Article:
Declining king salmon stocks are playing a role in the Alaska’s Board of Fisheries decisions for other commercial fisheries. The board Sunday voted down a proposal for a new fishery in Southeast Alaska for market squid.
The proposal sought to allow purse seining for the squid, a species that can grow to seven and a half inches long and ranges from Mexico to Alaska. Salmon seiner Justin Peeler of Petersburg told the board he’s also fished for squid in California.
“As somebody that had a background in fishing squid I got reports from other fishermen during various times of the year of seeing squid, biomass is showing up, water temperature is warming a little bit and we’re seeing changes of that in our other fisheries and after seeing it grow and kindof more and more sightings and the density of the schools and the sightings growing I decided well I should put this proposal in,” Peeler explained.
Peeler thought the fishery could be opened to other gear types as well. He saw squid as an opportunity for fishermen but also a potential threat to other species.
“They’re eaters,” Peeler said. “In a short period of time they have to eat grow and spawn and that’s the fear I have is that these could move in in a very rapid rate and we could see a huge change in some of our other fisheries due to us not realizing that this is somewhat of an invasive species as oceans warm. Our local inside waters may stay cool enough that they might hold ‘em off a little bit but if it’s warm out in the deep they’re gonna come up and they’re going to spawn and they’re going to be in our waters as their population booms.”
Fish and Game issued what are called “commissioners permits” in 2014 and 2017 to Peeler and others interested in testing whether they could catch squid. Peeler explained he tried last fall but was unsuccessful due to weather and colder ocean water.
There was a mix of support and some opposition for the new fishery from advisory committees and other commercial fisherman. Some did not want to impact a food source for king salmon and others wondered about catching king salmon as bycatch in a seine net.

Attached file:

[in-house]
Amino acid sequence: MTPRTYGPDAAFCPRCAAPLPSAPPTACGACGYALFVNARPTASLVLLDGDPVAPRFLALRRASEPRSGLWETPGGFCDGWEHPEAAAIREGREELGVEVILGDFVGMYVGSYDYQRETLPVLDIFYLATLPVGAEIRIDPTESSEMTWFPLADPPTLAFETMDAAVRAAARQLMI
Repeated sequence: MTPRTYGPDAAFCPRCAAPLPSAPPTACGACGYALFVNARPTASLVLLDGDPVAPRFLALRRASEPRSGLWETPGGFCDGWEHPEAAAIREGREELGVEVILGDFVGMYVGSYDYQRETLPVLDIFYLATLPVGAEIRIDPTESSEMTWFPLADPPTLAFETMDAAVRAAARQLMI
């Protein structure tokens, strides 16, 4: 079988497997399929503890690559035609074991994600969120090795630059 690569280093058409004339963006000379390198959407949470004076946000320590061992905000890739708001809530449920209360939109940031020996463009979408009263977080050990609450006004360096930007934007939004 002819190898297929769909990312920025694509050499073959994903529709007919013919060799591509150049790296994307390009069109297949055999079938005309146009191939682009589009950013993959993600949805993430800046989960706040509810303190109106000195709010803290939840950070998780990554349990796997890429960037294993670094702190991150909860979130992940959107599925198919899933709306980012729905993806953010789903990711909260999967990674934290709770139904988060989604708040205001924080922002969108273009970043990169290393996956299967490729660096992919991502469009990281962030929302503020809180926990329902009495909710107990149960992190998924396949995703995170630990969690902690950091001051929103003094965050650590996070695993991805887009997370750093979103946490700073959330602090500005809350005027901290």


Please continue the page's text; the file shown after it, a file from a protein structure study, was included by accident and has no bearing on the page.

Sitka resident Jeff Feldpausch had concerns about a lack of information. “I’m opposed to this proposal at the moment,” Feldpausch said. “It seems a little bit pre-emptive as there hasn’t been enough test fishery data come in. I share the concerns about bycatch, not just only ever-declining king salmon stocks but other non-targeted species. I would encourage the board to kick this back to the commissioner to collect that data.”
The Alaska Department of Fish and Game opposed the new fishery and does not do any kind of stock assessment on the amount of squid in Southeast waters.
Board member Robert Ruffner of Soldotna said he was not ready to approve the fishery and asked Fish and Game staff whether they would still issue commissioner’s permits for test fishing.
“Given what you’re gonna hear in great detail and in very high volume on king salmon, Chinook salmon in this region, given the fact that the board and the department have adopted three stocks of management concern of that species in this region, I’d be inclined to put a pause, frankly,” said ADFG’s commercial fisheries division director Scott Kelley. “I mean I really do wanna support this type of fishery development. I think the species does lend itself to exploitation. Obviously there’s been squid fisheries throughout the range of the species, multi different species. We do definitely not support a directed fishery, so totally on board with that.”
Kelley thought the department may even stop issuing commissioner’s permits for purse seiners at least until king salmon rebound. The vote was 7-0 against the squid fishery.